Airborne Spread of Disease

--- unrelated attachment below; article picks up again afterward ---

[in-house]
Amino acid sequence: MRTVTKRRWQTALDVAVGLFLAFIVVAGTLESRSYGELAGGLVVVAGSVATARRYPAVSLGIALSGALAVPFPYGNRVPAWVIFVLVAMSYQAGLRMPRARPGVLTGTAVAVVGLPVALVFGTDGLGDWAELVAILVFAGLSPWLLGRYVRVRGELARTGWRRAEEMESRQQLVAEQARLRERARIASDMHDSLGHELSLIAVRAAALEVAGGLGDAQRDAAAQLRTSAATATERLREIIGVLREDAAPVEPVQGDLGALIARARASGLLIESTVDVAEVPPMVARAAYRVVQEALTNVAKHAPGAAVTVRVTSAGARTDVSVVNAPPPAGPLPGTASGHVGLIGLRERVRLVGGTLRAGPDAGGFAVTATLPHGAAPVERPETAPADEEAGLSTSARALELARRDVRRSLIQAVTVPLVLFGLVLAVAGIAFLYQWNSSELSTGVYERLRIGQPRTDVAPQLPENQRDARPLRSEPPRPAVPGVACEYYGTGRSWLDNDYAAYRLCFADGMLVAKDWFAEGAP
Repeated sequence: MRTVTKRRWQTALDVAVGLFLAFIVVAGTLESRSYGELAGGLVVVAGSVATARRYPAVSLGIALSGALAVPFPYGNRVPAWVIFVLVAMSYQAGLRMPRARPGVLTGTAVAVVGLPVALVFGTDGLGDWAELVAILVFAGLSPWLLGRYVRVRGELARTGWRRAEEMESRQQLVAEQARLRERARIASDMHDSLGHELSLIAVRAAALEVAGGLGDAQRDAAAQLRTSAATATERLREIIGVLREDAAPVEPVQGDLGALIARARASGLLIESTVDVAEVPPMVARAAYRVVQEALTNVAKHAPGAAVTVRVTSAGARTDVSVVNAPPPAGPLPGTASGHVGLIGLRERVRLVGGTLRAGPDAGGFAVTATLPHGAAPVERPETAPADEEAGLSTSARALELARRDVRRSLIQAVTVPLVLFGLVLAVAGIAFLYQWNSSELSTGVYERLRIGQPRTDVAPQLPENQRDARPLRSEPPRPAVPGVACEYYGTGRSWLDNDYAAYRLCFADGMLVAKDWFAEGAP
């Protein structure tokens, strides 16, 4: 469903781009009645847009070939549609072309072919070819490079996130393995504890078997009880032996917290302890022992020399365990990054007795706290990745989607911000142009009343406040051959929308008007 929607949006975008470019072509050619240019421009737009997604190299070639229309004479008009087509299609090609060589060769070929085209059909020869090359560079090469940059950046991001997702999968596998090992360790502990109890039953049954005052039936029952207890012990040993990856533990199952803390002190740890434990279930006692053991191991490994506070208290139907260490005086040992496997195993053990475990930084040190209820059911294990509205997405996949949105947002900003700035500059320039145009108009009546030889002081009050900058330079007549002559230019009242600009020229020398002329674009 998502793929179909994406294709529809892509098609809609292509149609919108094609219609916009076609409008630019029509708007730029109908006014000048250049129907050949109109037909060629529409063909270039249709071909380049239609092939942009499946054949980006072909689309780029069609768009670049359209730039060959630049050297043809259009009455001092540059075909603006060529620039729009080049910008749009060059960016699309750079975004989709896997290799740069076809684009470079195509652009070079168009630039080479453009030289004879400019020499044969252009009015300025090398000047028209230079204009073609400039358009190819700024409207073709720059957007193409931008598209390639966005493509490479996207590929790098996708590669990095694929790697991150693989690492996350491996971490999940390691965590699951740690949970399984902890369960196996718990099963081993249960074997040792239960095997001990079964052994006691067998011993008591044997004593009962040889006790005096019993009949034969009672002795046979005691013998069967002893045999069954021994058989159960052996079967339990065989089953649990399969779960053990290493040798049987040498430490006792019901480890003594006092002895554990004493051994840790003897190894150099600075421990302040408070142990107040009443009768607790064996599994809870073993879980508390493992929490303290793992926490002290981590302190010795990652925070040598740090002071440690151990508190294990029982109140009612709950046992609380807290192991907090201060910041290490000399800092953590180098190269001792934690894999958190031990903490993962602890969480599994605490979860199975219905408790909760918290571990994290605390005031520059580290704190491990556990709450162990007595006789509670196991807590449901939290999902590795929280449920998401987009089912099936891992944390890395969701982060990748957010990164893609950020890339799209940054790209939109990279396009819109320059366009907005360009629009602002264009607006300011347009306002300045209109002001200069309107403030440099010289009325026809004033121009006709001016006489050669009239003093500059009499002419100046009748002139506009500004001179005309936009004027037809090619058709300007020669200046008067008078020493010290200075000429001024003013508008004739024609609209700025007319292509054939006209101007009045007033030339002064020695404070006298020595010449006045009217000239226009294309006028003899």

ASHRAE’s position document contains a valuable synopsis of control measures such as dilution ventilation, pressure differentials, exhaust ventilation, air cleaning, ultraviolet germicidal irradiation (UVGI) and even temperature and humidity. These techniques have broad applicability to any disease that is airborne. Because of the difficulties in separating out the relative importance of transmission modes, health-care facilities often focus on “infection control bundles” (i.e., use of multiple modalities simultaneously) and err on the side of caution. The need for action may go beyond health-care facilities to include passenger transportation buildings and conveyances, jails, homeless shelters and schools. The Ebola outbreak illustrates how vulnerable we all are to new infectious agents, a future one of which might be airborne. Tuberculosis, in some cases influenza, the common cold, and other diseases spread by the airborne route. Four worldwide (pandemic) influenza outbreaks occurred in the last 100 years: 1918, 1957, 1968, and 2009. There were also three notable epidemics: 1947, 1976 and 1977. The 1918 Spanish flu was the most serious pandemic in recent history and was responsible for the deaths of an estimated 50 million or more people. The most recent H1N1 pandemic in 2009 resulted in thousands of deaths worldwide. Statistically, it seems like we have had the recent good fortune of avoiding a truly devastating pandemic such as these historical ones. Another way of saying this is that such a tragic event is long overdue.
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